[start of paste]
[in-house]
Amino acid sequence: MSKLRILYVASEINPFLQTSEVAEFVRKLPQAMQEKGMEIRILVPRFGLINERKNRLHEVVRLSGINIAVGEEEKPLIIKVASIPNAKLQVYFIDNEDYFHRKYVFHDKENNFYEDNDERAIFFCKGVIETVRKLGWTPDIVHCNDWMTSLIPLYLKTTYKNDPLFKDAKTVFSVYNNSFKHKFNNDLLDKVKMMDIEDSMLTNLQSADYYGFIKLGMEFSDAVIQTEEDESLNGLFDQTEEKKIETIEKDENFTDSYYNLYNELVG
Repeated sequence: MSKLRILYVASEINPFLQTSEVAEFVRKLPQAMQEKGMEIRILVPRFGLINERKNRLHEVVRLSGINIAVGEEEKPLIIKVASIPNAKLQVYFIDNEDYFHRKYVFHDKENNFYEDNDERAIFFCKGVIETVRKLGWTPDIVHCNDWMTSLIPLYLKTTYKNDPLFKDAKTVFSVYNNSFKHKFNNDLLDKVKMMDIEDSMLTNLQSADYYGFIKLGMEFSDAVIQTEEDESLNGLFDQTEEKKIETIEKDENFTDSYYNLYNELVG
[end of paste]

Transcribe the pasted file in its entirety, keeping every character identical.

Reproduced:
[in-house]
Amino acid sequence: MSKLRILYVASEINPFLQTSEVAEFVRKLPQAMQEKGMEIRILVPRFGLINERKNRLHEVVRLSGINIAVGEEEKPLIIKVASIPNAKLQVYFIDNEDYFHRKYVFHDKENNFYEDNDERAIFFCKGVIETVRKLGWTPDIVHCNDWMTSLIPLYLKTTYKNDPLFKDAKTVFSVYNNSFKHKFNNDLLDKVKMMDIEDSMLTNLQSADYYGFIKLGMEFSDAVIQTEEDESLNGLFDQTEEKKIETIEKDENFTDSYYNLYNELVG
Repeated sequence: MSKLRILYVASEINPFLQTSEVAEFVRKLPQAMQEKGMEIRILVPRFGLINERKNRLHEVVRLSGINIAVGEEEKPLIIKVASIPNAKLQVYFIDNEDYFHRKYVFHDKENNFYEDNDERAIFFCKGVIETVRKLGWTPDIVHCNDWMTSLIPLYLKTTYKNDPLFKDAKTVFSVYNNSFKHKFNNDLLDKVKMMDIEDSMLTNLQSADYYGFIKLGMEFSDAVIQTEEDESLNGLFDQTEEKKIETIEKDENFTDSYYNLYNELVG